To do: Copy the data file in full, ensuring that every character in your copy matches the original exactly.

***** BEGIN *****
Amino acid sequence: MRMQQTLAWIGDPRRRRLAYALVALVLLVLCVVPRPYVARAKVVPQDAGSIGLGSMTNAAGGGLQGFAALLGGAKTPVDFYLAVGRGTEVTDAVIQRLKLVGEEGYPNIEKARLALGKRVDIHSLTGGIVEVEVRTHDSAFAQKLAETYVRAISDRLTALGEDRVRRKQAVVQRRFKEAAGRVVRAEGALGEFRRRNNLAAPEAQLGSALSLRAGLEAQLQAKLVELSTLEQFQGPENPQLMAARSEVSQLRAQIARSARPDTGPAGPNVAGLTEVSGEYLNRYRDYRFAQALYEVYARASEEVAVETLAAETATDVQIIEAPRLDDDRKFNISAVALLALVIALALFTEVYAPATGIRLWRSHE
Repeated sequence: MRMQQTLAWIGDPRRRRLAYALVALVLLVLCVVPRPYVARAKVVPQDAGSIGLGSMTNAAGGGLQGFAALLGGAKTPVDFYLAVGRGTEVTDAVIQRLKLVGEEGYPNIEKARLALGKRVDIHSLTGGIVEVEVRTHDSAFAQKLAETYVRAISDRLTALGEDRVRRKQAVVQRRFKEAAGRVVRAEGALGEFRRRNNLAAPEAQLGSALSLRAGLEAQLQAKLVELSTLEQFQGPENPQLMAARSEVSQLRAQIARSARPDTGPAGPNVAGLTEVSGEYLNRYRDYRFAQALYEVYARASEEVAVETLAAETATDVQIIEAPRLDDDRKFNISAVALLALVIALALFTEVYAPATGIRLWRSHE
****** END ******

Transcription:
Amino acid sequence: MRMQQTLAWIGDPRRRRLAYALVALVLLVLCVVPRPYVARAKVVPQDAGSIGLGSMTNAAGGGLQGFAALLGGAKTPVDFYLAVGRGTEVTDAVIQRLKLVGEEGYPNIEKARLALGKRVDIHSLTGGIVEVEVRTHDSAFAQKLAETYVRAISDRLTALGEDRVRRKQAVVQRRFKEAAGRVVRAEGALGEFRRRNNLAAPEAQLGSALSLRAGLEAQLQAKLVELSTLEQFQGPENPQLMAARSEVSQLRAQIARSARPDTGPAGPNVAGLTEVSGEYLNRYRDYRFAQALYEVYARASEEVAVETLAAETATDVQIIEAPRLDDDRKFNISAVALLALVIALALFTEVYAPATGIRLWRSHE
Repeated sequence: MRMQQTLAWIGDPRRRRLAYALVALVLLVLCVVPRPYVARAKVVPQDAGSIGLGSMTNAAGGGLQGFAALLGGAKTPVDFYLAVGRGTEVTDAVIQRLKLVGEEGYPNIEKARLALGKRVDIHSLTGGIVEVEVRTHDSAFAQKLAETYVRAISDRLTALGEDRVRRKQAVVQRRFKEAAGRVVRAEGALGEFRRRNNLAAPEAQLGSALSLRAGLEAQLQAKLVELSTLEQFQGPENPQLMAARSEVSQLRAQIARSARPDTGPAGPNVAGLTEVSGEYLNRYRDYRFAQALYEVYARASEEVAVETLAAETATDVQIIEAPRLDDDRKFNISAVALLALVIALALFTEVYAPATGIRLWRSHE